“Duryodhana, hearing Vidura thus speak, said,–‘I am willing to abide bythe words of Bhima, of Arjuna and of the twins. Let them say thatYudhishthira is not their master. Yajnaseni will then be freed from herstate of bondage.”
“Arjuna at this, said,–“This illustrious son of Kunti, king Yudhishthirathe just, was certainly our master before he began to play. But havinglost himself, let all the Kauravas judge whose master he could be afterthat.”
Vaisampayana continued,–“Just then, a jackal began to cry loudly in thehoma-chamber of king Dhritarashtra’s palace. And, O king, unto the jackalthat howled so, the asses began to bray responsively. And terrible birdsalso, from all sides, began to answer with their cries. And Viduraconversant with everything and the daughter of Suvala, both understoodthe meaning of those terrible sounds. And Bhishma and Drona and thelearned Gautama loudly cried,–Swashti! Swashti! Then Gandhari and thelearned Vidura beholding that frightful omen, represented everything, ingreat affliction, unto the king. And the king (Dhritarashtra) thereuponsaid,–
‘Thou wicked-minded Duryodhana, thou wretch, destruction hath all readyovertaken thee when thou insultest in language such as this the wife ofthese bulls among the Kurus, especially their wedded wife Draupadi. Andhaving spoken those words, the wise Dhritarashtra endued with knowledge,reflecting with the aid of his wisdom and desirous of saving hisrelatives and friends from destruction, began to console Krishna, theprincess of Panchala, and addressing her, the monarch said,–‘Ask of meany boon, O princess of Panchala, that thou desirest, Chaste and devotedto virtue, thou art the first of all my daughters-in-law.
“Draupadi said,–‘O bull of the Bharata race, if thou will grant me aboon, I ask the handsome Yudhishthira, obedient to every duty, be freedfrom slavery. Let not unthinking children call my child Prativindhyaendued with great energy of mind as the son of a slave. Having been aprince, so superior to all men, and nurtured by kings it is not properthat he should be called the child of a slave.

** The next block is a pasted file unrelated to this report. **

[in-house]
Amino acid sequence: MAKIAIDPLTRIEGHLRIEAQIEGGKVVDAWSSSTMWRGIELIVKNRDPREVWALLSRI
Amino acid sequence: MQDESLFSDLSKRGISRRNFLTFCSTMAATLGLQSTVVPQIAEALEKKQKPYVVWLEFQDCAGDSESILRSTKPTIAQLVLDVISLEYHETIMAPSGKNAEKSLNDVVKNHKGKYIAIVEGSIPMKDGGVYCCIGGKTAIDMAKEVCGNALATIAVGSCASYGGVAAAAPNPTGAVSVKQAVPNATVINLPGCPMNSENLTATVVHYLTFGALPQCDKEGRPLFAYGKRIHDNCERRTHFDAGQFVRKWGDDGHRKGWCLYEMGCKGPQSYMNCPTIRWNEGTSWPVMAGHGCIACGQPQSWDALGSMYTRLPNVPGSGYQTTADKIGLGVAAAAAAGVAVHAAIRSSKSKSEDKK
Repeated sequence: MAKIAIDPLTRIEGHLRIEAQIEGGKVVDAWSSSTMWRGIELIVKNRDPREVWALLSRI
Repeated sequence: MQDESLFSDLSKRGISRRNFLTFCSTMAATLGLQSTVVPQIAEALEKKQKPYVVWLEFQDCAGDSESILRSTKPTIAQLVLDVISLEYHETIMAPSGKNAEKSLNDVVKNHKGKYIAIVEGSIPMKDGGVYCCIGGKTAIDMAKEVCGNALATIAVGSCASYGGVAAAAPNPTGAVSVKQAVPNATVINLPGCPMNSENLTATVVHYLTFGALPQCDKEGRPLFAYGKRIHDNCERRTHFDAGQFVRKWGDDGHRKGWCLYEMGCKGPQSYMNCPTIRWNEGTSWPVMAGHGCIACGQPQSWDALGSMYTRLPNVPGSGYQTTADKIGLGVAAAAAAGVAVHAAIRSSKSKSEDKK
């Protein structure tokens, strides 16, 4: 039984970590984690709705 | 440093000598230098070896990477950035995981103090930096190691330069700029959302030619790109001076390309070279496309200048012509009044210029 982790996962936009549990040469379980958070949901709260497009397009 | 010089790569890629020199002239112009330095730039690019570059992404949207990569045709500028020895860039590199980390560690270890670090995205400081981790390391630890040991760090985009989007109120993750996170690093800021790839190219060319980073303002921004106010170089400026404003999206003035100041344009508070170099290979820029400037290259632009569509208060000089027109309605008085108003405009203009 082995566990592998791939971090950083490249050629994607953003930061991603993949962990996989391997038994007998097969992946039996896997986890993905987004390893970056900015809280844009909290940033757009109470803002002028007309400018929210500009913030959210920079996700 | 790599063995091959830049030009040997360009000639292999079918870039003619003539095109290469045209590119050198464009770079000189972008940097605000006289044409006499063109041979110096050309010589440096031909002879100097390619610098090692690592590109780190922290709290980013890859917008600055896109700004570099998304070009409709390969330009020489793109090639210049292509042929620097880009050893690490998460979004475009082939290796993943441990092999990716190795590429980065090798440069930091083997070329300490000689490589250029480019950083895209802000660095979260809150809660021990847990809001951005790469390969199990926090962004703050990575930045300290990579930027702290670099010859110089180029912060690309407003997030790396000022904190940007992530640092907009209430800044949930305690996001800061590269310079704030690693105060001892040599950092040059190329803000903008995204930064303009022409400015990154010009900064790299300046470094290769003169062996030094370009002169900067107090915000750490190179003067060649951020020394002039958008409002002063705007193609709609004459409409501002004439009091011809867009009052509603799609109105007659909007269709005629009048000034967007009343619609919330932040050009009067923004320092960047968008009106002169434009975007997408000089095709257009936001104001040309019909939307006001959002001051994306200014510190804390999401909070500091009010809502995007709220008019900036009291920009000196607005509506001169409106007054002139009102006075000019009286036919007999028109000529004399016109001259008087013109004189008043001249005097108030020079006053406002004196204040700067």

“Dhritarashtra said unto her,–‘O auspicious one, let it be as thousayest. O excellent one, ask thou another boon, for I will give it. Myheart inclineth to give thee a second boon. Thou dost not deserve onlyone boon.
“Draupadi said,–‘I ask, O king, that Bhimasena and Dhananjaya and thetwins also, with their cars and bows, freed from bondage, regain theirliberty.’
‘Dhritarashtra said,–‘O blessed daughter, let it be as thou desirest.Ask thou a third boon, for thou hast not been sufficiently honoured withtwo boons. Virtuous in thy behaviour, thou art the foremost of all mydaughters-in-law.
Draupadi said,–‘O best of kings, O illustrious one, covetousness alwaysbringeth about loss of virtue. I do not deserve a third boon. Therefore Idare not ask any. O king of kings, it hath been said that a Vaisya mayask one boon; a Kshatriya lady, two boons; a Kshatriya male, three, and aBrahmana, a hundred. O king, these my husbands freed from the wretchedstate of bondage, will be able to achieve prosperity by their ownvirtuous acts!'”